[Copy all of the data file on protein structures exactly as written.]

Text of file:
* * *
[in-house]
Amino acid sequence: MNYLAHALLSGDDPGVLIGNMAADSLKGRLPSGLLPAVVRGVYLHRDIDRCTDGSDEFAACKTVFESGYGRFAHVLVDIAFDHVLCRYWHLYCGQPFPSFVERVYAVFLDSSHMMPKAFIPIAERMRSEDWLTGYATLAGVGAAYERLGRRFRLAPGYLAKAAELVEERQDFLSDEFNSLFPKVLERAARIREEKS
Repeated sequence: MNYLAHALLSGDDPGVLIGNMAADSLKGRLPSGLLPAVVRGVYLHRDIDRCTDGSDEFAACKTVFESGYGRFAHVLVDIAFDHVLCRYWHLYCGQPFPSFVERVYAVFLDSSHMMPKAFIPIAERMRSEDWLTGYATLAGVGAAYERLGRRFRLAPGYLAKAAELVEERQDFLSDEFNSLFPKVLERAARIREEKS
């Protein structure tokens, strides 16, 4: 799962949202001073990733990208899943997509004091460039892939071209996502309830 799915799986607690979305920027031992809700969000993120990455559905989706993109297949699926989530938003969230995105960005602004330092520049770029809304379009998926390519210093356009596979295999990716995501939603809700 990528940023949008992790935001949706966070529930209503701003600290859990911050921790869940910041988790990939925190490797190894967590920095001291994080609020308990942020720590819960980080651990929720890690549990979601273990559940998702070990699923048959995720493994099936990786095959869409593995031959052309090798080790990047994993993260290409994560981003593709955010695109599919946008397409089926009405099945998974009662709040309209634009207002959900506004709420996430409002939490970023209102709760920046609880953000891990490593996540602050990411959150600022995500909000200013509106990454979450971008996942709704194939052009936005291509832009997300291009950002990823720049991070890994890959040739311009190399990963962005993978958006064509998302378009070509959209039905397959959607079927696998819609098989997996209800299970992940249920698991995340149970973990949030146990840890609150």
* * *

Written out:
[in-house]
Amino acid sequence: MNYLAHALLSGDDPGVLIGNMAADSLKGRLPSGLLPAVVRGVYLHRDIDRCTDGSDEFAACKTVFESGYGRFAHVLVDIAFDHVLCRYWHLYCGQPFPSFVERVYAVFLDSSHMMPKAFIPIAERMRSEDWLTGYATLAGVGAAYERLGRRFRLAPGYLAKAAELVEERQDFLSDEFNSLFPKVLERAARIREEKS
Repeated sequence: MNYLAHALLSGDDPGVLIGNMAADSLKGRLPSGLLPAVVRGVYLHRDIDRCTDGSDEFAACKTVFESGYGRFAHVLVDIAFDHVLCRYWHLYCGQPFPSFVERVYAVFLDSSHMMPKAFIPIAERMRSEDWLTGYATLAGVGAAYERLGRRFRLAPGYLAKAAELVEERQDFLSDEFNSLFPKVLERAARIREEKS
């Protein structure tokens, strides 16, 4: 799962949202001073990733990208899943997509004091460039892939071209996502309830 799915799986607690979305920027031992809700969000993120990455559905989706993109297949699926989530938003969230995105960005602004330092520049770029809304379009998926390519210093356009596979295999990716995501939603809700 990528940023949008992790935001949706966070529930209503701003600290859990911050921790869940910041988790990939925190490797190894967590920095001291994080609020308990942020720590819960980080651990929720890690549990979601273990559940998702070990699923048959995720493994099936990786095959869409593995031959052309090798080790990047994993993260290409994560981003593709955010695109599919946008397409089926009405099945998974009662709040309209634009207002959900506004709420996430409002939490970023209102709760920046609880953000891990490593996540602050990411959150600022995500909000200013509106990454979450971008996942709704194939052009936005291509832009997300291009950002990823720049991070890994890959040739311009190399990963962005993978958006064509998302378009070509959209039905397959959607079927696998819609098989997996209800299970992940249920698991995340149970973990949030146990840890609150």